The government has given an extra $52,000 to the Titirangi Restoration Project in Gisborne. The additional funding will help the continuation of the work that began in 2015 when introduced trees were removed to make way for native plants.
Albie Gibson, of Ngāti Oneone, says, “To hear the birds, see the bush and the animals that used to live here that's an awesome prospect. Ngāti Oneone are so happy with this.”
More than 75,000 native trees have been planted on Titirangi since the removal of 11 hectares of pine trees over the past four years. DoC has given Whaia Te Kahu an extra $52,000 to continue the restoration project.
Minister of Conservation Eugenie Sage says, “It's pretty cool that we have native plants established here because they are indigenous to this place. There are a lot of weeds here which need to be controlled and Ngāti Oneone are restoring the health of the maunga with the assistance of this pūtea from Papa Atawhai.”
Gibson says, “This is an important project to Ngāti Oneone. We have to thank DoC for their support with this funding. What Ngāti Oneone are wanting to do is restore the maunga to what it was like in pre-European times.”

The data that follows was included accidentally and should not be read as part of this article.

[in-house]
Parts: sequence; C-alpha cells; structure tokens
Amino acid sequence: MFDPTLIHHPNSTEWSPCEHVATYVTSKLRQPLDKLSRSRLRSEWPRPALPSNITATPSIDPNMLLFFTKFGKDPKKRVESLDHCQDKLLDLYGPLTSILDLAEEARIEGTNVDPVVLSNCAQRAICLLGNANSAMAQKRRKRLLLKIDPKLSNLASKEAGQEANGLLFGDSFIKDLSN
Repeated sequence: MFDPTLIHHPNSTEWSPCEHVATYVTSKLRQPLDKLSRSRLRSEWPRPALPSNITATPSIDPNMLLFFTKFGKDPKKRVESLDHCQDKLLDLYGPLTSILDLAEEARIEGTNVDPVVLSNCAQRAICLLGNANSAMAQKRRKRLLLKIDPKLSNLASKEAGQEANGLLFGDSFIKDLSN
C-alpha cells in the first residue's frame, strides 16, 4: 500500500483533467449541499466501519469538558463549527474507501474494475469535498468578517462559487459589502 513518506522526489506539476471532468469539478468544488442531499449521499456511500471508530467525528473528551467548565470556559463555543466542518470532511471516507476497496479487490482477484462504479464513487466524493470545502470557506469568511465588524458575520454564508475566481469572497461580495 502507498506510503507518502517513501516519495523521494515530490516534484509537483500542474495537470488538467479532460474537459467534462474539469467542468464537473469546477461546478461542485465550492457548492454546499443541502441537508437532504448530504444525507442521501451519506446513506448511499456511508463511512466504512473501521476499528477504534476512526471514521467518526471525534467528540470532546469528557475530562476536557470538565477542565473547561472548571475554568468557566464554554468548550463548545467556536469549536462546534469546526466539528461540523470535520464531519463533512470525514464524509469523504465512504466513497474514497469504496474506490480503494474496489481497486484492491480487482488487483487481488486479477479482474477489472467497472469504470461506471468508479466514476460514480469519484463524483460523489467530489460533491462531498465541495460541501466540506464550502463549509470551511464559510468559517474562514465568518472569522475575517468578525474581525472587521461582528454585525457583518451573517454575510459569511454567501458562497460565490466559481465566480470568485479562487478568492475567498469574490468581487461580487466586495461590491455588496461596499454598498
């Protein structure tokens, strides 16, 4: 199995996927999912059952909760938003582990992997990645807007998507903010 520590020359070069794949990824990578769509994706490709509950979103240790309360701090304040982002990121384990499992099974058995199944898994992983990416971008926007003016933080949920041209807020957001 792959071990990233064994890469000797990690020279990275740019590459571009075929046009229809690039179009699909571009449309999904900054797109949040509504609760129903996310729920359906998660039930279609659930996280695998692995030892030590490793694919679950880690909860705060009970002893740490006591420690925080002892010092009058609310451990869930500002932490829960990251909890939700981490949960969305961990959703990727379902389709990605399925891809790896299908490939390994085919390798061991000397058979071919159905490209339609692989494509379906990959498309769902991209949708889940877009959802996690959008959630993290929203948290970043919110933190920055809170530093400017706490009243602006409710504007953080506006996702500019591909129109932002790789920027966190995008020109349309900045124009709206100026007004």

The funding allows Whaia Te Kahu to employ another kaitiaki to assist the local residents who have been volunteering their time on the restoration project.
Minister Sage says, “The Whaia Te Kahu team, working with Gisborne District Council and Te Papa Atawhai and a number of young kaitiaki, are helping with this restoration. This pūtea is to enable another kaitiaki to join the team and to help with this planting project.”
Gibson says every week local children come up and are surprised to learn about the birds and are also assisting with the project. The skills that they learn here will help the local region.
Titirangi is returning to its lush native past, which should see the return to the constant chatter of birds.